Tuesday, April 12, 2022

Web SDR: Free Access to the Diverse (and a bit crazy) World of Radio

Software Defined Radio, or SDR, is tremendously cool. For $30 bucks you can purchase a USB dongle which lets your phone or computer pick up a massive range of radio signals. You can use this for everything from listening to FM radio to collecting local utility meter data.

I recently discovered a variation on SDR: Web SDR. Web SDR is what it sounds like: folks take their SDR setups and make them available for use on the web. Using nothing but a web browser, you can tune into radio stations all over the world.

My hope was to show some practical use for this. Like say, getting first hand accounts of the invasion of Ukraine by listening to Polish or Russian SDRs. Or, closer to home, I was thinking I could use a Washington DC based SDR to listen to CB radio chatter among protesters involved in the 'People's Convoy' that circled DC's Beltway.

Not surprisingly, I didn't (and still don't) have the knowledge or patience to extract any brilliant audio from any of the SDRs hosted at websdr.org.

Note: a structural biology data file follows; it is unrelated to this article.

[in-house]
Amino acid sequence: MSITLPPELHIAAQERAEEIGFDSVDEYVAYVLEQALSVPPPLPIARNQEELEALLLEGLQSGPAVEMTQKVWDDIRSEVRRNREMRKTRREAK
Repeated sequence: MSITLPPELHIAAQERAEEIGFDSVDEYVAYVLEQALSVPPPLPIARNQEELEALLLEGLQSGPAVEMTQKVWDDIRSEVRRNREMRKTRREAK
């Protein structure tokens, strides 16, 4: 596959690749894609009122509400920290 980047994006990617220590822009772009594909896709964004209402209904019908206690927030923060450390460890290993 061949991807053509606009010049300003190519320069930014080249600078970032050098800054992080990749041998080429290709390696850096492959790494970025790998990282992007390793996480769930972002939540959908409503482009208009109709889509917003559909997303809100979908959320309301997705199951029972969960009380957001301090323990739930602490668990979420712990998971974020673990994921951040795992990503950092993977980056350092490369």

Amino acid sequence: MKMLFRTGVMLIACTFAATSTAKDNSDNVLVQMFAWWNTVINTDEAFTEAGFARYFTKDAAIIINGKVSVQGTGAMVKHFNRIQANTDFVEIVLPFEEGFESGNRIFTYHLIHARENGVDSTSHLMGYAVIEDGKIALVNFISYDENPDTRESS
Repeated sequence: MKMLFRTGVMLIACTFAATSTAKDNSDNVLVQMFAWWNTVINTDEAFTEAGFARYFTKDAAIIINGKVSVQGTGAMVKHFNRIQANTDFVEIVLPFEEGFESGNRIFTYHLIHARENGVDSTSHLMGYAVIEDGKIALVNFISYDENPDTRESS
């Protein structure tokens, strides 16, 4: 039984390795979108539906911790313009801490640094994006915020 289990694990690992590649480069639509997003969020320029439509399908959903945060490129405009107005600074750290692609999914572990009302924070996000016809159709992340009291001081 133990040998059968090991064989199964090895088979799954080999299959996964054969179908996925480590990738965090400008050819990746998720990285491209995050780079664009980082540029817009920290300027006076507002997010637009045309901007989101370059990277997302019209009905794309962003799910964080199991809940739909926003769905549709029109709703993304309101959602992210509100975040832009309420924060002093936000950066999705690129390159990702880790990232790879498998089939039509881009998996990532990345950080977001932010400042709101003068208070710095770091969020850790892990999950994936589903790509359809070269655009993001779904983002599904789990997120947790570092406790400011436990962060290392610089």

When I slowed down and focused on just local SDRs (one here, the other here) I did start to get a picture of what kind of chatter is available over the air.

Even just casual listening let me appreciate that I could pick up everything from far off radio stations to local Ham Radio operators kibbitzing with each other. I found channels publishing Morse code,  the weather or just announcing the time. I heard truckers chatting on the Beltway, preppers discussing immanent food collapse, and preachers talking about the Israelite's.

I'd say that the radio spectrum appears to mimic the Internet in its diversity of topics, characters and content, but that's almost certainly backwards. The hodgepodge of content that is available on the radio almost certainly existed far before there was an Internet. Before URLs there were radio frequencies and before email addresses there were call signs.

To ground these musings into something concrete, I give you the following 173 second of video. Using the local DC Web SDRs linked above, I captured a slew of audio clips. I edited them down and mashed them together to form this video. Think of it as a tiny sampler what you can find on a Web SDR.

I still have hopes of using local or distant SDRs for something practical. For now, however, I'm satisfied with just having a unique appreciation for what's being streamed into the ether.

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